Syngenta Herbicide found to be major cause of poisoning in West Africa
13 December 2010
On December 12, the secretariat of the Rotterdam Convention published a request by the government of Burkina Faso to include the severely hazardous pesticide formulation paraquat (20%) in the annex of the Rotterdam Convention. Such a move would have far-reaching consequences for the export of this Syngenta bestseller to developing countries. Importing countries would have to give their prior informed consent for every shipment of paraquat destined for their shores—and this consent will not be granted easily. Many countries will consider the existing EU-ban in their decision.
Burkina Faso bases its request on a study published by the secretariat of the Rotterdam Convention a few weeks ago. The study shows that 54 of 296 pesticide poisonings are caused by the Syngenta herbicide Gramoxone. Gramoxone causes by far the most poisonings of any pesticide in that country. Symptoms reported go from headache, breathing difficulties and vision troubles to vomiting, the destruction of the contaminated skin and loss of consciousness.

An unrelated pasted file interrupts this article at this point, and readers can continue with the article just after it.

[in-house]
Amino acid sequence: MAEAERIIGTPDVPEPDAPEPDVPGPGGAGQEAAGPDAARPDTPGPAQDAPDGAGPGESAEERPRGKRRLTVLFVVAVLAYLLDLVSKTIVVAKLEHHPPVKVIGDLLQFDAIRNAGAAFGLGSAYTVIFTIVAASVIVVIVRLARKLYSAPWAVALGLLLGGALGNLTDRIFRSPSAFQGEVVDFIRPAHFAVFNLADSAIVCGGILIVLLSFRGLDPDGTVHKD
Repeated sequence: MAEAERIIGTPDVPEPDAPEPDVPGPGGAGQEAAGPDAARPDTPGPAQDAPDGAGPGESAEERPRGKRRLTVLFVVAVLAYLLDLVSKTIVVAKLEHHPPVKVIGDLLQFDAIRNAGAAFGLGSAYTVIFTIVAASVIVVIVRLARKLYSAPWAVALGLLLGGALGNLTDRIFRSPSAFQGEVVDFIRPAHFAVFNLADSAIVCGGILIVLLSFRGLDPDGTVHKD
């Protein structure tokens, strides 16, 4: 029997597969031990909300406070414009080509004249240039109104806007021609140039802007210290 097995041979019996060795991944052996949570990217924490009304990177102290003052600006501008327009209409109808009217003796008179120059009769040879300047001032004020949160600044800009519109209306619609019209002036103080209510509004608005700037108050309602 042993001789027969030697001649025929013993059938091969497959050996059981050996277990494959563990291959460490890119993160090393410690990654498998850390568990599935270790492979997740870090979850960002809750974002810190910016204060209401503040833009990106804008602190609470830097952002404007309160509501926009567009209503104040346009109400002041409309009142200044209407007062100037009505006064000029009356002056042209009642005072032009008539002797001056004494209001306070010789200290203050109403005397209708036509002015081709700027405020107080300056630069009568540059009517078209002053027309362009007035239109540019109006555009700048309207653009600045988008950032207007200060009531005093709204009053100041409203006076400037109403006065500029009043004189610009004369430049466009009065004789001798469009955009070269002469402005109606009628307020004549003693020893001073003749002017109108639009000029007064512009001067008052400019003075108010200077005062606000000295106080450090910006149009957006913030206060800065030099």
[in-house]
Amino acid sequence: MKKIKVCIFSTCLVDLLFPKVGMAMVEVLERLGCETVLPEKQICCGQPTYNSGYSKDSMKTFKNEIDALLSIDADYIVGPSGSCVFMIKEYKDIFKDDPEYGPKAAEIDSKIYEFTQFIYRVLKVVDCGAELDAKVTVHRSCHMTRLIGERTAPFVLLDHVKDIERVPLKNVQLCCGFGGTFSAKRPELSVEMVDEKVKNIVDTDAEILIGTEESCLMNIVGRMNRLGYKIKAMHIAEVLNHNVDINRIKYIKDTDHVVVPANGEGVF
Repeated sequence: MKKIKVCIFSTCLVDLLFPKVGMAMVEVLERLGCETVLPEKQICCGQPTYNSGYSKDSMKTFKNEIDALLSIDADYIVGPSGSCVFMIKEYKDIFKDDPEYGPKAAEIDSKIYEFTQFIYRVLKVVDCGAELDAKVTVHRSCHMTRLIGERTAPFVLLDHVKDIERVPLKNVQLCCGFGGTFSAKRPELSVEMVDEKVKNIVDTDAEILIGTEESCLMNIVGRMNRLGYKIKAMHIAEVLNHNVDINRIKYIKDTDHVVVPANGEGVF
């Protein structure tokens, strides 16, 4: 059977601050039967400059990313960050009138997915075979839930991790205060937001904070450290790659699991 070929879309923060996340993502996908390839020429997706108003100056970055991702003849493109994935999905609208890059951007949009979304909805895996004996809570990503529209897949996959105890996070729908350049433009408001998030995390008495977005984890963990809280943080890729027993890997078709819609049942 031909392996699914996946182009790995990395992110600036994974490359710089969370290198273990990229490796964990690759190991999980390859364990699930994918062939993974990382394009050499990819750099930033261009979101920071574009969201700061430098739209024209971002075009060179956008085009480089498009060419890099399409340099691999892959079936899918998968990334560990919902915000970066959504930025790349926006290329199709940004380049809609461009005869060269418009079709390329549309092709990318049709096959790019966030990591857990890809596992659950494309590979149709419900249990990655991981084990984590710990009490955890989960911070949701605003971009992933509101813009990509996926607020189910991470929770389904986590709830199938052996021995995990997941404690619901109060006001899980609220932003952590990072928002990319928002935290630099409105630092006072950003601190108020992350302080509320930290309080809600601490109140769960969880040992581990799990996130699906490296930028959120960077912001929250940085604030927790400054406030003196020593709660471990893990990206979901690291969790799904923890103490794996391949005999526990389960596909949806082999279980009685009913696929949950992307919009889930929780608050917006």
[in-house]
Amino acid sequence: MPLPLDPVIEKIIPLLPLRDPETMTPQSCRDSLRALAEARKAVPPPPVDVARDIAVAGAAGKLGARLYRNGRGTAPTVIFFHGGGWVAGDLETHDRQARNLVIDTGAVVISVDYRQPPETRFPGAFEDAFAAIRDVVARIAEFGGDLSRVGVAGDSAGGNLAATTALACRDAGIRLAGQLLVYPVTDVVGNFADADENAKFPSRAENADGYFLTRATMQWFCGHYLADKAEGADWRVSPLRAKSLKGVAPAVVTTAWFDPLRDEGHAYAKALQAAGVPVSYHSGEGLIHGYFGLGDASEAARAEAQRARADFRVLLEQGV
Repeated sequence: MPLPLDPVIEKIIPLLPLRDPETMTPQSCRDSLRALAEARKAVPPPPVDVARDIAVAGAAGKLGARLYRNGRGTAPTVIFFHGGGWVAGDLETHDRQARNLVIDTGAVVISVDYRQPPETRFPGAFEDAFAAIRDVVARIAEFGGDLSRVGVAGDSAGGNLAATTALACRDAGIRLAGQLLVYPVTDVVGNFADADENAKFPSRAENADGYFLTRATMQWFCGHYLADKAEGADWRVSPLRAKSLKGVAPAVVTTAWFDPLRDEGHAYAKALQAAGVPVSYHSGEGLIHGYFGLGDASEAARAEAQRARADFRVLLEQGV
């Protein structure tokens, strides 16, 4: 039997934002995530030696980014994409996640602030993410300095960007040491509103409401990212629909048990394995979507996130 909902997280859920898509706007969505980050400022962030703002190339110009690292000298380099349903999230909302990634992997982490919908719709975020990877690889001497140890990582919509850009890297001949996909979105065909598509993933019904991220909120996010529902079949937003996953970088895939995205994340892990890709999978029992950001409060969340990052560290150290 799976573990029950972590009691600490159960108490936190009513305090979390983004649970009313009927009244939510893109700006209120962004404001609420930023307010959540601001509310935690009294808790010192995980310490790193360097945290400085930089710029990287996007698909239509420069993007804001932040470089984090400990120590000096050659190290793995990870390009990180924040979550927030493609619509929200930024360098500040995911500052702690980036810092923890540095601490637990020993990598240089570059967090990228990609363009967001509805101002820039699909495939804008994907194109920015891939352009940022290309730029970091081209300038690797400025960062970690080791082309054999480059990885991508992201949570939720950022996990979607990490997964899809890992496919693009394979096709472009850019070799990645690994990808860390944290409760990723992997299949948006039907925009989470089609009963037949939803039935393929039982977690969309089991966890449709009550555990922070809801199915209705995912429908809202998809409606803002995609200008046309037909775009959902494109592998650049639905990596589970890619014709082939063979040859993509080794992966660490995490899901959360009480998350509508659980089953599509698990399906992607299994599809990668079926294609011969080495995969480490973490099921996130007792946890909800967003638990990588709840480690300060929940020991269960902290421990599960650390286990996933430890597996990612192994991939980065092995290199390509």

In addition to the request by Burkina Faso under the Rotterdam Convention, nine West African states are taking steps to ban the product. “Syngenta have known for years that the use of paraquat, especially in developing countries, causes serious health damage. Nevertheless they keep promoting the product, neglecting their Corporate Social Responsibility. We therefore welcome the decision of the Burkina Faso government to take action now”, says François Meienberg of the Berne Declaration.
And Dr. Abou Thiam, Executive Director of PAN Africa comments: "It is heartening to see Burkina Faso proactively act to protect farmers and rural communities from pesticides like Syngenta's paraquat, linked to poisonings and disease. Every country and community deserves transparent information about pesticides, and the right to deny their use."